Take the example of close circuit television (CCTV). Once a byword for those grainy black and white images that often popped up in news reports, today’s CCTV is unrecognisably improved, with resolution, image quality and clarity all streets ahead of where it was only relatively recently.
The main driving factor behind this improvement is the advent of HD CCTV. Borne out of frustration with the limitations of both analogue and to a lesser extent IP cameras, HD CCTV is quickly being adopted by international markets across the globe, including the CCTV-hungry Indian market.
Uptake has been particularly strong in high-volume locations where speed – and a clear image – is important, such as airports, metro stations, shopping malls and traffic flow monitoring hubs.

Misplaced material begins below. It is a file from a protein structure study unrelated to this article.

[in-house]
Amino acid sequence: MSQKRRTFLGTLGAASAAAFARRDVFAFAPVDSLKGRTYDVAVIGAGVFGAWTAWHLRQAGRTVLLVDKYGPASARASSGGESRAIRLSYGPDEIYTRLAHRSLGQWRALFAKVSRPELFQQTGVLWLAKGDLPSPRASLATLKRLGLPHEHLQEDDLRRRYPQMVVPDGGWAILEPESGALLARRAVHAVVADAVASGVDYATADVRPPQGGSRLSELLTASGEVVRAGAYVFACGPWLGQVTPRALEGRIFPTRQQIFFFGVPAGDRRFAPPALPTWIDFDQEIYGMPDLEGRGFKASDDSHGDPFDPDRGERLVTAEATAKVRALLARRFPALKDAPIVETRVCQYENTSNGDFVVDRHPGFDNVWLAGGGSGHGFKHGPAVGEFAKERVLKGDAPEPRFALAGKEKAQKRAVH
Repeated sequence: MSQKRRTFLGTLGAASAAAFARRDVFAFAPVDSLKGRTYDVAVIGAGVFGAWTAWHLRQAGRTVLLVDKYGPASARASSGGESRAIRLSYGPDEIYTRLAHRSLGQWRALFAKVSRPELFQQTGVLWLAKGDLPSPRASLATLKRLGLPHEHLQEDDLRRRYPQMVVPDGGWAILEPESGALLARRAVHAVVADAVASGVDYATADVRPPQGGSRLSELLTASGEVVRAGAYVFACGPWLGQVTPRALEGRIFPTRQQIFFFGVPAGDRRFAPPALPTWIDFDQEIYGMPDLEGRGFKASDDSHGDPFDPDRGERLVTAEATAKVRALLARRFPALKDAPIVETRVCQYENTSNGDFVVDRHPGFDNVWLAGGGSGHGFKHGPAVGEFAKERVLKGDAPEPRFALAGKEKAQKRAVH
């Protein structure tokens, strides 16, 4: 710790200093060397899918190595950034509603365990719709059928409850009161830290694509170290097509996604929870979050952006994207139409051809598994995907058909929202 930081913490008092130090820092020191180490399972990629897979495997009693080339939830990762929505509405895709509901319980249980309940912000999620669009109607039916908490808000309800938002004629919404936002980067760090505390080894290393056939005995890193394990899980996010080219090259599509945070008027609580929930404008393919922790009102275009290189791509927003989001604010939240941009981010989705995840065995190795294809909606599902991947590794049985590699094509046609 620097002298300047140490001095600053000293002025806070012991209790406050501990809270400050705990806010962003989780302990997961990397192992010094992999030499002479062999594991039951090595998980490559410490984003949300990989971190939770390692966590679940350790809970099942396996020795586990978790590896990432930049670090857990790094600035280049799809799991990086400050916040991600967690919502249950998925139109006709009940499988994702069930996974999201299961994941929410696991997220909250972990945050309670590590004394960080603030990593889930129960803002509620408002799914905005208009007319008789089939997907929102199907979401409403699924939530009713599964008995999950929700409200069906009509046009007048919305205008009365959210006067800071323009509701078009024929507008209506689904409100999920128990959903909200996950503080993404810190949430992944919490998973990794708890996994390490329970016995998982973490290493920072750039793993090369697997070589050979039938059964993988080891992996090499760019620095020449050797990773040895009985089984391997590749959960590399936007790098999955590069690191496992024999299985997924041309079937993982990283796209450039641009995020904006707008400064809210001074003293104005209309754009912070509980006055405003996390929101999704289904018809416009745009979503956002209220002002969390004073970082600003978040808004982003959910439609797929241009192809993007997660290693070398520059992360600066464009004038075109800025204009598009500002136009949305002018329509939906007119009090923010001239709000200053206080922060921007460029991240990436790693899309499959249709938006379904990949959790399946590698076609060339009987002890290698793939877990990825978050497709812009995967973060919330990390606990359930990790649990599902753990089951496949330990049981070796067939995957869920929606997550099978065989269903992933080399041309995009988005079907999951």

An HD image of 1920 x 1080 is approximately four-and-a-half times better than a standard IP camera transmitting VGA sized images. This means that if you are looking to monitor a wide area, you would need to deploy several IP cameras transmitting VGA sized images to look at different sections of the same view.
If a camera is programmed to record at HD resolution (1920 x 1080) at 25 frames per second and uses H.264 compression, then an on-board 250 GB hard drive is required to store recordings of four days. Recording at the highest resolution of four mega-pixels offers major advantages over standard CCTV cameras in respect to post-incident analysis. With high definition, you can enlarge an image and zoom in on the details with a clarity that is not achievable with a standard CCTV camera.
Another benefit lies in its ability to integrate seamlessly with existing CCTV software, be it an analogue or IP system. Customers who upgrade to HD CCTV are therefore expanding rather than replacing their functionality, adding a whole new level of sophistication to their existing system.
India’s surveillance market has never been afraid to adopt the latest technologies, and as the price of HD CCTV becomes ever more competitive, so it is showing no signs of bucking that trend now.